It is a fact that the Home Affairs Minister has paid £10k of taxpayer’s money to the Police Association because it did not have the funds to pay the lawyer defending the 3 police officers.

      It is all very well for the States Police to say they are pleased with the outcome but they should state what legal advice it took before instigating disciplinary action, how much the charade has cost and from what fund the money came from. Unless satisfactory explanations are forthcoming then whoever was responsible for the decision should be made accountable for it.

      I also believe that it is incumbent on the Home Affairs Minister to press for a review of the Crown Officer’s role, unless there is questions will continue to be asked about their credibility.

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  21. I must say how impressive the level of blogs being produced on this subject. The strong case for this is who or whom gave the 3 Police authorisation to do what they did.. we must not give up until we get the answers. I do know a certain Crown Officer's name was mentioned by the Privy Council, in writing it gave a Matthew Jowitt.....was it just him or were there others who advised the 3 Policemen?, who or whom are they? when are they to be questioned? ....

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    1. My Blog dated 17th October was titled "Curtis Warren----More Questions Than Answers" it might be helpful for readers to read that Blog because it contains the Court Judgement.

      As each Blog has been published there have indeed been more questions than answers.

      If you look at paragraph 7 of the Appeal Court Judgement you will see that the following is recorded;

      "The officers asked Mr Jowitt whether evidence of conversations recorded by means of an audio device would be admissible in a Jersey court if consent for the device had not been obtained from the relevant foreign authorities. Mr Jowitt replied that he could not advise the officers to record conversations without the consent of the foreign authorities, but that if they did so and valuable evidence was obtained, it was unlikely that a Jersey court would exclude the evidence solely because it had been obtained unlawfully. He said that ultimately it was an operational decision for the police to make, and that “if it was me I’d go ahead and do it, but don’t quote me on that”: see para 18 of the Commissioner’s judgment. The Commissioner recorded that Mr Jowitt accepted in his evidence that this advice could have been “more carefully and felicitously expressed, and he should have considered and researched the Law more carefully than he did”. In the view of the Board that was something of an understatement."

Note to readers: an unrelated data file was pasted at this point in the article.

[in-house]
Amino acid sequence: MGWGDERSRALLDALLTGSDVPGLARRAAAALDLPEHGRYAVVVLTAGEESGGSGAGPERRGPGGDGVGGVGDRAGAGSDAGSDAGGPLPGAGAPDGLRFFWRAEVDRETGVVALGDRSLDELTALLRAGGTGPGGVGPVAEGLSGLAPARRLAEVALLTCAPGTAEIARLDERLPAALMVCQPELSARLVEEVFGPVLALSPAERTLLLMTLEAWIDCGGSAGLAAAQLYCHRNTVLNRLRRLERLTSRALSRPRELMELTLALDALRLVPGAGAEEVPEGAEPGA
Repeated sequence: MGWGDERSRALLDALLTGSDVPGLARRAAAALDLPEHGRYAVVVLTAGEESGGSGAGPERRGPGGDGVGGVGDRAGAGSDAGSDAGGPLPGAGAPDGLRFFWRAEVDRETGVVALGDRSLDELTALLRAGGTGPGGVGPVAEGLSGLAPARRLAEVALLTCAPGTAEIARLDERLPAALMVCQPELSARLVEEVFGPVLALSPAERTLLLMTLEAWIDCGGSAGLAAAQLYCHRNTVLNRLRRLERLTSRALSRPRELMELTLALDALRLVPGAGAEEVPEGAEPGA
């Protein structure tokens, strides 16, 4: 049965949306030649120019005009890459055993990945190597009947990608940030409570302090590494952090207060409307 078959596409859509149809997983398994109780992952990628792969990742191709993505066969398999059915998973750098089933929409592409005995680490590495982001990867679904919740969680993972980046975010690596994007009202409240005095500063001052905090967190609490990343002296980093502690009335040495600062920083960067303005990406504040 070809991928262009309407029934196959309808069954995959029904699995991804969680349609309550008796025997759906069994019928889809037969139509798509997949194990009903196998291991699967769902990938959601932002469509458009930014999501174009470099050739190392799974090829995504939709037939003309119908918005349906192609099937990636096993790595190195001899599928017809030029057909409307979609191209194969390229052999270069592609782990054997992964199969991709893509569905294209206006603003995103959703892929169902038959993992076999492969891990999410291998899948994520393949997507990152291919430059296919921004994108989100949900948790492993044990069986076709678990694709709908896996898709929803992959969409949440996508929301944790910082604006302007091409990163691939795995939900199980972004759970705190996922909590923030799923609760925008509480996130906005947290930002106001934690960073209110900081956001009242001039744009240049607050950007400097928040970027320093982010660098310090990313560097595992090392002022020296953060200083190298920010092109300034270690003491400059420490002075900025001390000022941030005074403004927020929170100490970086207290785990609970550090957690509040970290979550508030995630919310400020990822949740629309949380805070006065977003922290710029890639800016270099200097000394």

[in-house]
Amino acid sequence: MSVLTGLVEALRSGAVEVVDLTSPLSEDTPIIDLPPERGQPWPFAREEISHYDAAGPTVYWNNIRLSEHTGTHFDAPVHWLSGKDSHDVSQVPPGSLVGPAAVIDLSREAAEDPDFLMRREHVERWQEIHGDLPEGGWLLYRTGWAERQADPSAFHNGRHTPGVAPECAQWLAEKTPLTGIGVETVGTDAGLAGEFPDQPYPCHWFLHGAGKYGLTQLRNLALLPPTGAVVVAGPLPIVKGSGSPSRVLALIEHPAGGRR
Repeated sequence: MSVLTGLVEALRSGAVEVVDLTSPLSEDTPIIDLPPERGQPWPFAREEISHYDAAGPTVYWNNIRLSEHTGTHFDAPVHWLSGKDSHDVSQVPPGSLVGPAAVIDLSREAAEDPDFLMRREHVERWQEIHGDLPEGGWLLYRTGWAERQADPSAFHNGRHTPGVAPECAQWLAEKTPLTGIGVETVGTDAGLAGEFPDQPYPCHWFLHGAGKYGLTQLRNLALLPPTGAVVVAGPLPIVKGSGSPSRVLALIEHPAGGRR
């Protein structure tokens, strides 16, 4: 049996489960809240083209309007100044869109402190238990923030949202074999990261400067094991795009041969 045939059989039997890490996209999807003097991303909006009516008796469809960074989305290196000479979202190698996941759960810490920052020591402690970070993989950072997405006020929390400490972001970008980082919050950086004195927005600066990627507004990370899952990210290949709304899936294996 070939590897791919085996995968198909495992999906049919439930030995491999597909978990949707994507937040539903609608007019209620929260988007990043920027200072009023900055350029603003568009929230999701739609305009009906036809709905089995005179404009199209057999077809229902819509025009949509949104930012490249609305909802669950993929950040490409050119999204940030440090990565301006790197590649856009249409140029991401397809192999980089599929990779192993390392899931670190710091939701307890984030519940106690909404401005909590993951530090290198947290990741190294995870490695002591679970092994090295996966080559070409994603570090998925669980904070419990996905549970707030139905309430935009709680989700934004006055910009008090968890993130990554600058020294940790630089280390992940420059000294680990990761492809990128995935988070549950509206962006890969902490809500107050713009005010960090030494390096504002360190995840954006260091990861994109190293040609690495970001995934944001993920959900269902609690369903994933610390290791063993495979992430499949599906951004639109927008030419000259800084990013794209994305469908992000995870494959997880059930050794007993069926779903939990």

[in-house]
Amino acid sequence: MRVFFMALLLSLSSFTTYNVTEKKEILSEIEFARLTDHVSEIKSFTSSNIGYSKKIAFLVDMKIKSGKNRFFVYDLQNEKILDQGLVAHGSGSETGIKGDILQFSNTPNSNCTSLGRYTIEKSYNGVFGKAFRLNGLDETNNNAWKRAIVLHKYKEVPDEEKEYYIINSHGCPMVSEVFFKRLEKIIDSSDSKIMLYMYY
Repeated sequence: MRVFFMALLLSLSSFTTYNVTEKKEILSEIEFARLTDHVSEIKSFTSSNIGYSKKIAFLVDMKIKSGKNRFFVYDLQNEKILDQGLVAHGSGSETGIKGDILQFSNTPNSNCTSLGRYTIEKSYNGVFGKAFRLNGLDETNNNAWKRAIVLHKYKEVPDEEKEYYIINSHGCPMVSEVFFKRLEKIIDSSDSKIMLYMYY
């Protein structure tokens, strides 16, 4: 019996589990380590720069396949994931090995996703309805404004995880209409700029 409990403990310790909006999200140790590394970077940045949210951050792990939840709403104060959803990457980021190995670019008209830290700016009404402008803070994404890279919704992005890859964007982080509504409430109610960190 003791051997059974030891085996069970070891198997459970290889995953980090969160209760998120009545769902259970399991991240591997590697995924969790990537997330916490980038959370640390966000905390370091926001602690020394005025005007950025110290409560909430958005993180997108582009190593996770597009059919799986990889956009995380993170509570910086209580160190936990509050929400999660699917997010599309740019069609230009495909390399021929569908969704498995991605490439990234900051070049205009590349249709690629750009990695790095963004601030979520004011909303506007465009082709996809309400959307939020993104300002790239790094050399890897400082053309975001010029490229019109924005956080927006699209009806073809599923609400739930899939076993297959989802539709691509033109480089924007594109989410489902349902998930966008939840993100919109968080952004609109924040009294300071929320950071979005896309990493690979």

I do not believe that the advice given was in writing but as stated by Leeny Harper, police officers are not lawyers. Given the the Commissioner's statement above that the advice given should have been better researched so one can understand why the police officers acted as they did.

      Like the 3 police officers, Advocate Jowitt and other Crown Officers actions should be subjected to an investigation and the Home Affairs Minister should be beating a large drum when calling for one.

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    2. After this latest incident I no longer have any confidence in what passes as justice in this island. The rule of law means nothing in Jersey when it can so easily be disregarded by all elements of the States of Jersey.

      When the Privy Council states that the SOJP acted reprehensibly, and then the SOJP has a secret hearing and finds them innocent and recommending commendations', you know something is rotten to the core.

      Nobody (in government or media) seems to care about the criticism and law breaking. Which is a truer indication of apathy or fear of challenging wrong doings of this nature.

      Why does it matter… Curtis got what he deserved, yes. But if you tolerate this then your children will be next.

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    3. I can only repeat that unless the role of the Crown Officers is investigated and the Chief Constable’s Judgement is made public, the issue will not go away.

      Re Jersey justice one cannot help but be concerned about Advocate Jowitt’s remark "that it was unlikely that a Jersey court would exclude the evidence solely because it had been obtained unlawfully."